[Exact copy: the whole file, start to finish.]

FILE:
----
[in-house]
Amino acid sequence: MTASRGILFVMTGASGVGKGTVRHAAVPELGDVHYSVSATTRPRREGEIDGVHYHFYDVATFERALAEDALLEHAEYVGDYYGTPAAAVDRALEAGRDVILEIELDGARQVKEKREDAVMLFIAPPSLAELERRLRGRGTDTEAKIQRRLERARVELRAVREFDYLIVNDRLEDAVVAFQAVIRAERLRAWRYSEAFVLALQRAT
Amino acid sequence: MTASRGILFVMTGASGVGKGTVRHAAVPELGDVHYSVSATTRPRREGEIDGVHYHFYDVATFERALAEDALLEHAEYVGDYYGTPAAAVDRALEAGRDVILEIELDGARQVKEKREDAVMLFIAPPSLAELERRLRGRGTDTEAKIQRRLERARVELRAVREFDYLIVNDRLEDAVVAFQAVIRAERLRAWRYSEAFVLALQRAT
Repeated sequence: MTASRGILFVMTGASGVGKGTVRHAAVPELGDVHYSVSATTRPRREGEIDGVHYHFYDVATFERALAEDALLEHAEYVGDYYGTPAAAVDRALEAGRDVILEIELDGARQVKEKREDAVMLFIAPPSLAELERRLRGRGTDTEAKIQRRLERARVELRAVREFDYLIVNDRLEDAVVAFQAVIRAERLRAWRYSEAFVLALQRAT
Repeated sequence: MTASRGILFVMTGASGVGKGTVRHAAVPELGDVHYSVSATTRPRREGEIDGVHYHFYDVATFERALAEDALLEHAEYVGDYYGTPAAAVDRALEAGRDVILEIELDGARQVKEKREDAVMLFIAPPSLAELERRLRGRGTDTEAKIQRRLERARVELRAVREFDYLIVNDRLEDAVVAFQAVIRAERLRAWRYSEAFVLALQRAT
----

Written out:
[in-house]
Amino acid sequence: MTASRGILFVMTGASGVGKGTVRHAAVPELGDVHYSVSATTRPRREGEIDGVHYHFYDVATFERALAEDALLEHAEYVGDYYGTPAAAVDRALEAGRDVILEIELDGARQVKEKREDAVMLFIAPPSLAELERRLRGRGTDTEAKIQRRLERARVELRAVREFDYLIVNDRLEDAVVAFQAVIRAERLRAWRYSEAFVLALQRAT
Amino acid sequence: MTASRGILFVMTGASGVGKGTVRHAAVPELGDVHYSVSATTRPRREGEIDGVHYHFYDVATFERALAEDALLEHAEYVGDYYGTPAAAVDRALEAGRDVILEIELDGARQVKEKREDAVMLFIAPPSLAELERRLRGRGTDTEAKIQRRLERARVELRAVREFDYLIVNDRLEDAVVAFQAVIRAERLRAWRYSEAFVLALQRAT
Repeated sequence: MTASRGILFVMTGASGVGKGTVRHAAVPELGDVHYSVSATTRPRREGEIDGVHYHFYDVATFERALAEDALLEHAEYVGDYYGTPAAAVDRALEAGRDVILEIELDGARQVKEKREDAVMLFIAPPSLAELERRLRGRGTDTEAKIQRRLERARVELRAVREFDYLIVNDRLEDAVVAFQAVIRAERLRAWRYSEAFVLALQRAT
Repeated sequence: MTASRGILFVMTGASGVGKGTVRHAAVPELGDVHYSVSATTRPRREGEIDGVHYHFYDVATFERALAEDALLEHAEYVGDYYGTPAAAVDRALEAGRDVILEIELDGARQVKEKREDAVMLFIAPPSLAELERRLRGRGTDTEAKIQRRLERARVELRAVREFDYLIVNDRLEDAVVAFQAVIRAERLRAWRYSEAFVLALQRAT